A Cambridge Christmas Carol

Bah! Humbug!

bridgemas Cambridge cantabs carol Christmas dangerspoons scrooge

As Charles Dickens may or may not have opened his festive 1843 novella: “optimism was dead: to begin with.”

It’s hard not to feel crushingly disillusioned at the end of a Cambridge term. You’re chronically overworked despite having done the barest minimum, liver disease is an alarmingly real possibility, and on the third day of Bridgemas your library gave to you – not three French hens, but a three-figure fine.

My chances of a 2.1 are as dead as a door-nail if my supervision report is anything to go by.

There’s more festive cheer to be found in a morgue that in your average post-Michaelmas Cantab, and as I sat down for my annual re-read of Charles Dickens’s A Christmas Carol (or you know, watched the film version done by the Muppets – if studying English has taught me anything, it’s that I actually hate reading), I found myself identifying more and more with the twisted twat that is Scrooge.

Tfw you see a Victorian orphan cry.

Maybe it’s because the amount of work I have to do during this so-called ‘season of goodwill’ makes me strongly in favour of the idea that “every idiot who goes about with ‘Merry Christmas’ on his lips should be boiled with his own pudding, and buried with a stake of holly through his heart.” (Has Scrooge ever considered writing for the Tab?)

Or maybe it’s just because a scene in the 1970 film adaptation, where Scrooge flies through a sky which is teeming with the spirits of the tormented undead, reminds me so strongly of the Dangerspoons dance-floor.

I’m pretty sure this chap once bought me a drink.

Either way, Christmas and New Year are times for reflection, introspection and resolution. Much as the Ghosts of Christmas Past, Present and Future persuade Scrooge to change his wankerish ways, the Christmas holidays are a chance for us to acquaint ourselves with our very own festive spirits – and I don’t mean the bottle of vodka you down on NYE. After all, a little constructive haunting never did anyone any harm.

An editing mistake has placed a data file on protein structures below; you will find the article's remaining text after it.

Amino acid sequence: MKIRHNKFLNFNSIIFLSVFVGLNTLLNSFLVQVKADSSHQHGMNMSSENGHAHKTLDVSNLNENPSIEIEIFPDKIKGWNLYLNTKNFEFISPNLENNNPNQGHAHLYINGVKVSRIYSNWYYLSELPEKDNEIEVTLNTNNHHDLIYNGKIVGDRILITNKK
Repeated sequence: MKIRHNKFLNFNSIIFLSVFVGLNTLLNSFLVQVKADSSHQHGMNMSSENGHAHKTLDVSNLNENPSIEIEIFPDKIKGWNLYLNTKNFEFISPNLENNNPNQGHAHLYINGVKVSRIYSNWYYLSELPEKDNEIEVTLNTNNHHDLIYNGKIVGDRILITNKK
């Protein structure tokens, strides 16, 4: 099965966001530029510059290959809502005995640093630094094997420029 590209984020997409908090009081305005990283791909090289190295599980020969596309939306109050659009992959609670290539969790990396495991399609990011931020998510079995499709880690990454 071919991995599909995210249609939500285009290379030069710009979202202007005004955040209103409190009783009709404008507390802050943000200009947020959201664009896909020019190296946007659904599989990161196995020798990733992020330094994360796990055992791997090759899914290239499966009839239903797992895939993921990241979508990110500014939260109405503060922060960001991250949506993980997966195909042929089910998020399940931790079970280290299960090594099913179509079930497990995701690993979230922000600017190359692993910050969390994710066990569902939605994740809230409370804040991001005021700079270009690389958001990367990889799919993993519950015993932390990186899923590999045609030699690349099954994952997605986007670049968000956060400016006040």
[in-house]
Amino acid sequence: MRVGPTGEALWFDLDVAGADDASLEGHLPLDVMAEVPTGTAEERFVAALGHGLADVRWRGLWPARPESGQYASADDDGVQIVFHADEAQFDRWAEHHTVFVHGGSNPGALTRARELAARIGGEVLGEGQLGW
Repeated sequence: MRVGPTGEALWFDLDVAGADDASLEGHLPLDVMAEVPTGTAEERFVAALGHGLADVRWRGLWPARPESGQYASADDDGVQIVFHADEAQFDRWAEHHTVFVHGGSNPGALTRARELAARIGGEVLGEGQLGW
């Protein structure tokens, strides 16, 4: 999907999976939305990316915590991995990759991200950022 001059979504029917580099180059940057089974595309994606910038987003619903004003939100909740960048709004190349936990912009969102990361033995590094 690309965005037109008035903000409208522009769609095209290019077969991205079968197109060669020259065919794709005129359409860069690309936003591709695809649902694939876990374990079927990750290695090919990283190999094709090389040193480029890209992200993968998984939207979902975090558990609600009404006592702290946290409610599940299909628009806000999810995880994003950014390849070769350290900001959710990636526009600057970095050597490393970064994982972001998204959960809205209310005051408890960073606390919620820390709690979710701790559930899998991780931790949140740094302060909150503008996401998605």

The Ghost of Cambridge Past

The Ghost of Christmas Past, a gentle spirit wearing a dress trimmed with flowers, takes Scrooge by the hand to go back in time and observe his younger self. The Ghost of Cambridge Past has exactly the same agenda, only with none of the reassuring hand-holding: “Remember that time you were sick down yourself at pres? Or the time you spent £60 on jägerbombs in one night? How about the time you slept through your supervision, and then slept through the one you rescheduled for the next day too? Or hey, what about that time you went to a lecture? No wait, I don’t remember that either, because you don’t go to lectures, do you?”

It’s safe to say that if the Ghost of Cambridge Past weren’t already dead, I’d definitely have strangled him with that flower garland by now.

“Did you hear the one about the Cantab who faceplanted in the middle of Cindies? Of course you did, because it was YOU.”

The Ghost of Cambridge Present

A jovial and red-faced spirit, the Ghost of Christmas Present shows Scrooge just how much festive cheer he’s missing out on by opting to mould away in his mansion. The Ghost of Cambridge Present, meanwhile, likes to remind you how hard all your friends are working over the holidays. While your current idea of a productive day is putting on leggings and a sweatshirt instead of your pyjamas, other people are out there actually doing things – earning money, writing essays, blitzing reading lists. The very notion.

“If I obscure my face with an impractical amount of hair, nobody will see that I’m constantly crying.”

The Ghost of Cambridge Future

The dénouement of A Christmas Carol is preceded by a chilling image: Scrooge, newly-awakened to the outcomes of his selfishness, sobs over a vision of his lonely tombstone, before turning to the (really fucking terrifying) Ghost of Christmas Future and begging him for help, promising that he’ll mend his ways and honour Christmas in his heart. The Ghost of Cambridge Future is frighteningly similar. Described by Dickens as being “shrouded in a deep black garment, which concealed its head, its face, its form, and left nothing of it visible”, I’m yet to come across a better metaphor for tripos.

Wearing your gown in front of your home friends like

If, like Scrooge, you choose to learn from your mistakes, congratulations! But secretly, I hope your shit is as irreparably untogether as mine – because I’m selfish as fuck, and no number of ghosts is ever likely to change that.